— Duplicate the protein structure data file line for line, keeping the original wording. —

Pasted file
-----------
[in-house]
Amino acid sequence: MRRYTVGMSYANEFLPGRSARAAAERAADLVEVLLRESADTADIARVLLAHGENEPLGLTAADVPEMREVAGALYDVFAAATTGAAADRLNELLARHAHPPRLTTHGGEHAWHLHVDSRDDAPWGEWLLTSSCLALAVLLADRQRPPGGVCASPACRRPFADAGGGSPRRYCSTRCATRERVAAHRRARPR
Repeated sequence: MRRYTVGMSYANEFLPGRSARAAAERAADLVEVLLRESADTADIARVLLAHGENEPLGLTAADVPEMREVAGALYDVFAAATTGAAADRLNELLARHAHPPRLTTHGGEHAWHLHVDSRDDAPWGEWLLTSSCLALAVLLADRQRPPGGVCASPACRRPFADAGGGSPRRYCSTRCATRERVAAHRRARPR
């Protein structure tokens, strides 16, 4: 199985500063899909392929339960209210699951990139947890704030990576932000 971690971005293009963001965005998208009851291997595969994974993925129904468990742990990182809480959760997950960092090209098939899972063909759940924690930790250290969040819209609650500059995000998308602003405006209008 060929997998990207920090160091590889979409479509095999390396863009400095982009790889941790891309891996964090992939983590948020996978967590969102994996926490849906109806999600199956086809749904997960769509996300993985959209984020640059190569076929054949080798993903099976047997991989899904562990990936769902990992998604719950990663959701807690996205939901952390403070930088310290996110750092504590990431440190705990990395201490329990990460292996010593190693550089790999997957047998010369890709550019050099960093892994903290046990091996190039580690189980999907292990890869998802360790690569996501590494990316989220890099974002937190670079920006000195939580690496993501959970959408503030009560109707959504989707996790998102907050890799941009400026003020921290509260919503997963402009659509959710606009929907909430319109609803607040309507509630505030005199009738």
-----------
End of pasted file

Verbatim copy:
[in-house]
Amino acid sequence: MRRYTVGMSYANEFLPGRSARAAAERAADLVEVLLRESADTADIARVLLAHGENEPLGLTAADVPEMREVAGALYDVFAAATTGAAADRLNELLARHAHPPRLTTHGGEHAWHLHVDSRDDAPWGEWLLTSSCLALAVLLADRQRPPGGVCASPACRRPFADAGGGSPRRYCSTRCATRERVAAHRRARPR
Repeated sequence: MRRYTVGMSYANEFLPGRSARAAAERAADLVEVLLRESADTADIARVLLAHGENEPLGLTAADVPEMREVAGALYDVFAAATTGAAADRLNELLARHAHPPRLTTHGGEHAWHLHVDSRDDAPWGEWLLTSSCLALAVLLADRQRPPGGVCASPACRRPFADAGGGSPRRYCSTRCATRERVAAHRRARPR
């Protein structure tokens, strides 16, 4: 199985500063899909392929339960209210699951990139947890704030990576932000 971690971005293009963001965005998208009851291997595969994974993925129904468990742990990182809480959760997950960092090209098939899972063909759940924690930790250290969040819209609650500059995000998308602003405006209008 060929997998990207920090160091590889979409479509095999390396863009400095982009790889941790891309891996964090992939983590948020996978967590969102994996926490849906109806999600199956086809749904997960769509996300993985959209984020640059190569076929054949080798993903099976047997991989899904562990990936769902990992998604719950990663959701807690996205939901952390403070930088310290996110750092504590990431440190705990990395201490329990990460292996010593190693550089790999997957047998010369890709550019050099960093892994903290046990091996190039580690189980999907292990890869998802360790690569996501590494990316989220890099974002937190670079920006000195939580690496993501959970959408503030009560109707959504989707996790998102907050890799941009400026003020921290509260919503997963402009659509959710606009929907909430319109609803607040309507509630505030005199009738």